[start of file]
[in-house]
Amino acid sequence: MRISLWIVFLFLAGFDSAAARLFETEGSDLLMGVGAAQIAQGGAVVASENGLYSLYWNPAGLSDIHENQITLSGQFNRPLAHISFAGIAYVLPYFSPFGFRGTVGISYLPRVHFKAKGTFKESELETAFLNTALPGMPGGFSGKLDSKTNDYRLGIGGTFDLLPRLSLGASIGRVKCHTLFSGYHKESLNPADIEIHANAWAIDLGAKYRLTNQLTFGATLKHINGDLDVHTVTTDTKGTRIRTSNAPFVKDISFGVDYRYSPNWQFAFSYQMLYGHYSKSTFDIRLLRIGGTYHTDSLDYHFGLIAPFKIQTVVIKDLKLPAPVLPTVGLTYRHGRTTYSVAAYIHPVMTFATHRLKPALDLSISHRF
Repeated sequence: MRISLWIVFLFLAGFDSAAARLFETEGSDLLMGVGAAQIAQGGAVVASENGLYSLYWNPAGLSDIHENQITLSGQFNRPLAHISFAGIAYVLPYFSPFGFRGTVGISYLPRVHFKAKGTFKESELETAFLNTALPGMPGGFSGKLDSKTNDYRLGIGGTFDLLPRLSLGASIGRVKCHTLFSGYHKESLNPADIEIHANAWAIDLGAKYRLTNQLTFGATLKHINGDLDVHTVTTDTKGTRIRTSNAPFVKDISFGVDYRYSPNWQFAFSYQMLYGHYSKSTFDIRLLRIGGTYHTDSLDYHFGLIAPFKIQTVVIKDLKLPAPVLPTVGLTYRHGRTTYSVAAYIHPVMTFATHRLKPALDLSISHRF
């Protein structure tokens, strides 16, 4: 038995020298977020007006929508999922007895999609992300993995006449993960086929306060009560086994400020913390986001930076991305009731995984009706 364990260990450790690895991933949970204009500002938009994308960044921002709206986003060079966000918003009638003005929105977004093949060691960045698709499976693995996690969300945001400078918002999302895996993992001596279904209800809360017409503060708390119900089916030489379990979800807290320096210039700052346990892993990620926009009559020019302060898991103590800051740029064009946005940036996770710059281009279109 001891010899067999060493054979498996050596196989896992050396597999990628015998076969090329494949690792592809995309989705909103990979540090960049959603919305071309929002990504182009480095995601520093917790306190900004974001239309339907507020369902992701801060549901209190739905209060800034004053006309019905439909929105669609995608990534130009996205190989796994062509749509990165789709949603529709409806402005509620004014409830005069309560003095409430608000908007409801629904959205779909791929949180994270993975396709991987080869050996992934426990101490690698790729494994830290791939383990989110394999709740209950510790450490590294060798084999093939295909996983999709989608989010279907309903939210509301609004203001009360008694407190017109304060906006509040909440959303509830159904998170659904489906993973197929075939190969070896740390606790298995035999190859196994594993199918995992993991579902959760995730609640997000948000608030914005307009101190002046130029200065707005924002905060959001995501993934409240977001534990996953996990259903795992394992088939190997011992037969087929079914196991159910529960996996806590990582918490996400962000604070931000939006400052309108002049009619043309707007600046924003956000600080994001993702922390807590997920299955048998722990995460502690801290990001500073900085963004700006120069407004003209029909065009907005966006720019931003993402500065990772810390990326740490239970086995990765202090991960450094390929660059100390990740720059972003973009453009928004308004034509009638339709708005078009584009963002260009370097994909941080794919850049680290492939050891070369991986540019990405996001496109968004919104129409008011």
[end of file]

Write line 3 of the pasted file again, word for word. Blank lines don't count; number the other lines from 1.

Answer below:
Repeated sequence: MRISLWIVFLFLAGFDSAAARLFETEGSDLLMGVGAAQIAQGGAVVASENGLYSLYWNPAGLSDIHENQITLSGQFNRPLAHISFAGIAYVLPYFSPFGFRGTVGISYLPRVHFKAKGTFKESELETAFLNTALPGMPGGFSGKLDSKTNDYRLGIGGTFDLLPRLSLGASIGRVKCHTLFSGYHKESLNPADIEIHANAWAIDLGAKYRLTNQLTFGATLKHINGDLDVHTVTTDTKGTRIRTSNAPFVKDISFGVDYRYSPNWQFAFSYQMLYGHYSKSTFDIRLLRIGGTYHTDSLDYHFGLIAPFKIQTVVIKDLKLPAPVLPTVGLTYRHGRTTYSVAAYIHPVMTFATHRLKPALDLSISHRF